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InTheNews: The latest rail news on Wednesday, 9th November 2022
The Scottish borders railway line will see a sizeable investment from the Scottish government as part of plans to further electrify parts of Scotland’s railway, ITV news reports.
The £120 million plans will see six new feeder stations and nine upgrades to traction power infrastructure locations across the Scottish borders, central belt and Fife, enabling introduction of electric trains on services on the borders line, to East Kilbride and Barrhead and across Fife.
Network Rail said the investment would be key to helping it meet its target to decarbonise Scotland’s Railway by 2035.
The Coventry Very Light Rail (VLR) project could be a game changer for UK transport, according to a report from the cross-party House of Lords Built Environment Committee.
An article from New Civil Engineer said the Public transport in towns and cities report, published today, claims the system under development in Coventry has the potential to overcome the cost challenges associated with other light rail schemes.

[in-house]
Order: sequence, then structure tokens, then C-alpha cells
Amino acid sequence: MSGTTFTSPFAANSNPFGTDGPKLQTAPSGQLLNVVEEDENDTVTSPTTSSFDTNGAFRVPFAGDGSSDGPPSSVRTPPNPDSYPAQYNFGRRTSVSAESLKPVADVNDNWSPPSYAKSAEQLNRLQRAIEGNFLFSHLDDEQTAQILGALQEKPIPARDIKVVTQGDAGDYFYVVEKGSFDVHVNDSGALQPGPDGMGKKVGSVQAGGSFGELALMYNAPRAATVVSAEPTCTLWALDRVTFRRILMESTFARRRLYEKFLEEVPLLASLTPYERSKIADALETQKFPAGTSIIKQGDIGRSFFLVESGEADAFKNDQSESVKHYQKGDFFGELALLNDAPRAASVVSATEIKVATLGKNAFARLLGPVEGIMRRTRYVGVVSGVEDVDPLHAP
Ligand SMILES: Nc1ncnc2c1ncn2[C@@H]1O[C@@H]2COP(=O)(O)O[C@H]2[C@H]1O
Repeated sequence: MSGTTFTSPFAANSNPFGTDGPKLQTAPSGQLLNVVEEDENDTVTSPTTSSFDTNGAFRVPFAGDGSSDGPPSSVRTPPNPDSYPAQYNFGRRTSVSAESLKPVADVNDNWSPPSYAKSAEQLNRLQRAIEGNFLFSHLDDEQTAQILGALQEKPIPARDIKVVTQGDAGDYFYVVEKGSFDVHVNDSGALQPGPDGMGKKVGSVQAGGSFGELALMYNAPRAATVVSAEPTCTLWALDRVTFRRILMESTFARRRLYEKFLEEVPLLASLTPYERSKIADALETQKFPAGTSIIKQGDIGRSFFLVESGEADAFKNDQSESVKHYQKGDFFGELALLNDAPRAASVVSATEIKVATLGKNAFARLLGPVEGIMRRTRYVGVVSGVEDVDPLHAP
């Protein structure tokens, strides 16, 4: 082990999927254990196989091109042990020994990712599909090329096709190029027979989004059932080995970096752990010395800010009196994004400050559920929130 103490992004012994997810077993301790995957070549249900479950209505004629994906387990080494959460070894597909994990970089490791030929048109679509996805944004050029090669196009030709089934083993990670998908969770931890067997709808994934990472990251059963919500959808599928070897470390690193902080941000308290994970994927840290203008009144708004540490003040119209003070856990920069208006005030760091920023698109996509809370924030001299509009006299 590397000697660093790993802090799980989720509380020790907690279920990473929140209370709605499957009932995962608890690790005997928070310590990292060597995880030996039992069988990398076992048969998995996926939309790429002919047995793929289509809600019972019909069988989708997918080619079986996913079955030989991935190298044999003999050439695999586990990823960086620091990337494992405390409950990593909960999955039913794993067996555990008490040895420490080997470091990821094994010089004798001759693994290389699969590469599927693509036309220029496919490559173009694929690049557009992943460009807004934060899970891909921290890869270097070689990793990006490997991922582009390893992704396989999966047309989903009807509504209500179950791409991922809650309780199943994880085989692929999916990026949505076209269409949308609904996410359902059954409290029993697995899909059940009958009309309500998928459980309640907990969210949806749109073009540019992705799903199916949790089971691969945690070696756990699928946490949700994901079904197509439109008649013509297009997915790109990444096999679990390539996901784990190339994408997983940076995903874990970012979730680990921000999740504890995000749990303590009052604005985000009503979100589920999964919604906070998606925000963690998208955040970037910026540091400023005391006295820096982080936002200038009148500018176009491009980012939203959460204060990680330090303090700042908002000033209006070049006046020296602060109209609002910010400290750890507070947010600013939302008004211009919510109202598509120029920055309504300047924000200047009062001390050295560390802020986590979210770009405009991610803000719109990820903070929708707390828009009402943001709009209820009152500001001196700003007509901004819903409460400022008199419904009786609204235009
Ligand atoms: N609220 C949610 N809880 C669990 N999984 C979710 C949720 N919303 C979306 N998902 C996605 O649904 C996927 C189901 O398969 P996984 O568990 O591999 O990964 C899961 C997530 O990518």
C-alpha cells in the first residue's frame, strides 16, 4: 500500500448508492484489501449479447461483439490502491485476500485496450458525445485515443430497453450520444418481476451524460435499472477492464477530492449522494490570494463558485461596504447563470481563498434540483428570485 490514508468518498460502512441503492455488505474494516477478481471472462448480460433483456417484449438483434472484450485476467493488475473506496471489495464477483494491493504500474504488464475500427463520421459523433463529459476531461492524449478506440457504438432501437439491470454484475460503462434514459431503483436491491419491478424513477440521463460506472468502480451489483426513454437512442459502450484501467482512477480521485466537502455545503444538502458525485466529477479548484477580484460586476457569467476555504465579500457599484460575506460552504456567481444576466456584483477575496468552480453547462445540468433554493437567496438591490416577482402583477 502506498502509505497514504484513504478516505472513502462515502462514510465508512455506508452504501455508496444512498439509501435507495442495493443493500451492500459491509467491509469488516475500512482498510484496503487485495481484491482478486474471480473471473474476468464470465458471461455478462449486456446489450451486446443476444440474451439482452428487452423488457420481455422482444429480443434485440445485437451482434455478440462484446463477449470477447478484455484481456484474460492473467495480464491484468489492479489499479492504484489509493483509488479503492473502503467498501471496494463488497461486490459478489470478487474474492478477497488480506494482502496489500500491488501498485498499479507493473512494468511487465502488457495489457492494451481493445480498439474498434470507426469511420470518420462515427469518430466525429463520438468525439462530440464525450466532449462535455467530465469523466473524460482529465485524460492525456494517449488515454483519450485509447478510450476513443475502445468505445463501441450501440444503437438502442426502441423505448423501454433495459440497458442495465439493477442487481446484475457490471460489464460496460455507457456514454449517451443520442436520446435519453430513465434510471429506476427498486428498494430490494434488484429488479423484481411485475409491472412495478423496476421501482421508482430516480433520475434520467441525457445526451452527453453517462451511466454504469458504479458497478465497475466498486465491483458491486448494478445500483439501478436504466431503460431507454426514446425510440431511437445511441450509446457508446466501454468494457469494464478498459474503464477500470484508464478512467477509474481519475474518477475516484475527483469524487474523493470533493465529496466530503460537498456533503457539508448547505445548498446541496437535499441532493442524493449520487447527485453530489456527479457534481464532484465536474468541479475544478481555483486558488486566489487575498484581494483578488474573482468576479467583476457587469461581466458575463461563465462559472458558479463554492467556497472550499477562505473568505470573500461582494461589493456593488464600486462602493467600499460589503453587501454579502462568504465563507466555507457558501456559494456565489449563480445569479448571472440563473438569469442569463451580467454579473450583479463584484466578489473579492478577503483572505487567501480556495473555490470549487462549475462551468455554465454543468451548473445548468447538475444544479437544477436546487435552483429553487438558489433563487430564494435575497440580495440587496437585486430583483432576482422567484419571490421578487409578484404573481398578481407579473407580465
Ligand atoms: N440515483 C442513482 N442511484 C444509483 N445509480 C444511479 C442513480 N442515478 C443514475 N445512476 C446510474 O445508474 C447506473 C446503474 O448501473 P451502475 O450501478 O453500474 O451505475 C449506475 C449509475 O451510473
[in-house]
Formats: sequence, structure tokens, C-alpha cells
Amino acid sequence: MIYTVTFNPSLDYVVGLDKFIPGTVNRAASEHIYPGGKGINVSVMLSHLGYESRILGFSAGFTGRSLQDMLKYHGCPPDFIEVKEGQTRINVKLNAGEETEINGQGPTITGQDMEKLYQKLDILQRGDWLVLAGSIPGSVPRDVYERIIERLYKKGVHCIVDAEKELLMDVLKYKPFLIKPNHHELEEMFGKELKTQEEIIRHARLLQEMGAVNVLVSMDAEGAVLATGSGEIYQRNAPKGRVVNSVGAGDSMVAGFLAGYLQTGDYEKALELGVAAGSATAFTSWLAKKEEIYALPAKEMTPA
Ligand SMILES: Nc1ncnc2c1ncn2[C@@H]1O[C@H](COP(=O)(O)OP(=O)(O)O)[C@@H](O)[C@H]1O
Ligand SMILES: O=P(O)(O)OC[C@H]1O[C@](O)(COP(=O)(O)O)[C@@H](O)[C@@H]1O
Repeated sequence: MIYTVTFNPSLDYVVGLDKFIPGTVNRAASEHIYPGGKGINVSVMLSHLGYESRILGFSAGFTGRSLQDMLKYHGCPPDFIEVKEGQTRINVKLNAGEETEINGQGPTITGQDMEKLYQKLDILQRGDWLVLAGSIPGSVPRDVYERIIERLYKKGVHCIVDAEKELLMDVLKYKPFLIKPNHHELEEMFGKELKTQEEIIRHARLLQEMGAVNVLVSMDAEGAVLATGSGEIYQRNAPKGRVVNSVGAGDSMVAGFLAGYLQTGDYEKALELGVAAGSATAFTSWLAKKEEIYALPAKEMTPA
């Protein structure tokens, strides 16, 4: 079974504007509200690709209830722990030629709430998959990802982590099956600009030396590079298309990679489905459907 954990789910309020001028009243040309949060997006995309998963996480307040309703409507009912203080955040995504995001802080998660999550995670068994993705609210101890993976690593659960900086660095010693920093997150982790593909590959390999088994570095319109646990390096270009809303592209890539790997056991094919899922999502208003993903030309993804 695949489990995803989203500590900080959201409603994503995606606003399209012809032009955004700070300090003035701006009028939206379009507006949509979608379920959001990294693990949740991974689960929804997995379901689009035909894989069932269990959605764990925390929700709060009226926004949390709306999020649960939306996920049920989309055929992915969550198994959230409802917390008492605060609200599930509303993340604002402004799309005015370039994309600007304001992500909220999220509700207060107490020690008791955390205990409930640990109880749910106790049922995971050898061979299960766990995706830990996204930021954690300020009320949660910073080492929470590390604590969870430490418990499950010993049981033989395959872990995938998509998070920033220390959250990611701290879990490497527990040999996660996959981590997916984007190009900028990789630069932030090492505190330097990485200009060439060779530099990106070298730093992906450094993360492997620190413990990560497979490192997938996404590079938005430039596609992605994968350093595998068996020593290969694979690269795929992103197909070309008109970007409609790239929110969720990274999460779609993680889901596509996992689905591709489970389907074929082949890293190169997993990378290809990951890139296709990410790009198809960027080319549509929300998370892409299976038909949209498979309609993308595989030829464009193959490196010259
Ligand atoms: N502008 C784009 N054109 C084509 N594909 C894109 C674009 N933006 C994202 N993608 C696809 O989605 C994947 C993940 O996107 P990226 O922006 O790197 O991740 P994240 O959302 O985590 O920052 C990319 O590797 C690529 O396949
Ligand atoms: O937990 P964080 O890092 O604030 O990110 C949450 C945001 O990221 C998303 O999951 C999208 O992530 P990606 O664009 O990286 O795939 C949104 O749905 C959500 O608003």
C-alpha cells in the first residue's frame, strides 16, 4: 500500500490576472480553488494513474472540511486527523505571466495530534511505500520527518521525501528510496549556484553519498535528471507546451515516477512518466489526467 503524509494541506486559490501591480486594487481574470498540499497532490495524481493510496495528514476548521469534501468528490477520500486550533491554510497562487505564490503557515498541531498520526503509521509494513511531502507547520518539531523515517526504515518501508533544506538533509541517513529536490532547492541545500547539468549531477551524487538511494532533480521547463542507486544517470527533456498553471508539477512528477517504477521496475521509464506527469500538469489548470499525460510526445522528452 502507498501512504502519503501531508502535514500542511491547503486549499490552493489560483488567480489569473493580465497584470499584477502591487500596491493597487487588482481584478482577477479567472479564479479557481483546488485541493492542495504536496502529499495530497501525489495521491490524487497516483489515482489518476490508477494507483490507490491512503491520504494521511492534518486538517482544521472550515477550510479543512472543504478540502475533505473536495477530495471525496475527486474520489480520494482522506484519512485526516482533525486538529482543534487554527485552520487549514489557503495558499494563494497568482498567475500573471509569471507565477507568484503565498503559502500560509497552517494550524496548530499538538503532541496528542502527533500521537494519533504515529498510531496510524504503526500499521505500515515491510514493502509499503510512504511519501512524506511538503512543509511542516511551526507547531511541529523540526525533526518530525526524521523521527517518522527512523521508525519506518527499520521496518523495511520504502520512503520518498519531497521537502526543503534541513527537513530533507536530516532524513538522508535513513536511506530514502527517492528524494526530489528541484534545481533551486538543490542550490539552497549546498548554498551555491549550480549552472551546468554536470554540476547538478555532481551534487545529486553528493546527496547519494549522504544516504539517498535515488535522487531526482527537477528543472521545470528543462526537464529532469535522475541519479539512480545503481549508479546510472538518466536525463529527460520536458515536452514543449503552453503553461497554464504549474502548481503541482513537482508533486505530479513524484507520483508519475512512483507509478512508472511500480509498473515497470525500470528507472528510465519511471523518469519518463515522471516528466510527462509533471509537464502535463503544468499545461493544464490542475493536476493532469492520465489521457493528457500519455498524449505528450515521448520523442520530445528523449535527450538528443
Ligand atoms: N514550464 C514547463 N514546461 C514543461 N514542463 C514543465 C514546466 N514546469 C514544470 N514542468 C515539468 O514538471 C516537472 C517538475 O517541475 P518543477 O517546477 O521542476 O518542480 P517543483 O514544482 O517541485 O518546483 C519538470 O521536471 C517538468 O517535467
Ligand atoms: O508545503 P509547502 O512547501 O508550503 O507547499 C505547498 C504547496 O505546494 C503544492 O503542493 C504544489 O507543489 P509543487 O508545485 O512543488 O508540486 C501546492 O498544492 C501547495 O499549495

The VLR technology under development in Coventry combines a battery-electric lightweight train with an innovative trackform which minimises the requirement for deep excavation, meaning the system can be installed more quickly than a tram.
North Yorkshire Moors Railway (NYMR), has been awarded £750,000 support its charitable activities.
An article from The Northern Echo said the heritage railway had been awarded the grant by Arts Council England to help continue its work in conservation, preservation, education and engaging communities.
Projects will include restoring visitor numbers to pre-Covid levels, expanding the railway’s dining services and improving the educational offer to school groups.
Chris Price, CEO at NYMR, said the team were ‘extremely excited’ to be one of the first operational heritage railways to receive the special funding.
Finally, a team working on the Transpennine Route Upgrade in Huddersfield has uncovered a long-forgotten railway siding, dating back to the 19th Century.
The siding at Hillhouse – used for harbouring off-duty trains – was unearthed while teams studied maps from 1850 to help inform the multi-billion-pound rail upgrade.
It is belived the siding was used to house and maintain trains, as well as transport cattle, coal and other materials across the UK when the line formed part of the Manchester & Huddersfield Railway.
Hannah Lomas, Network Rail’s principal programme sponsor said the discovery was “an amazing insight into what the siding would have looked like over a century ago.”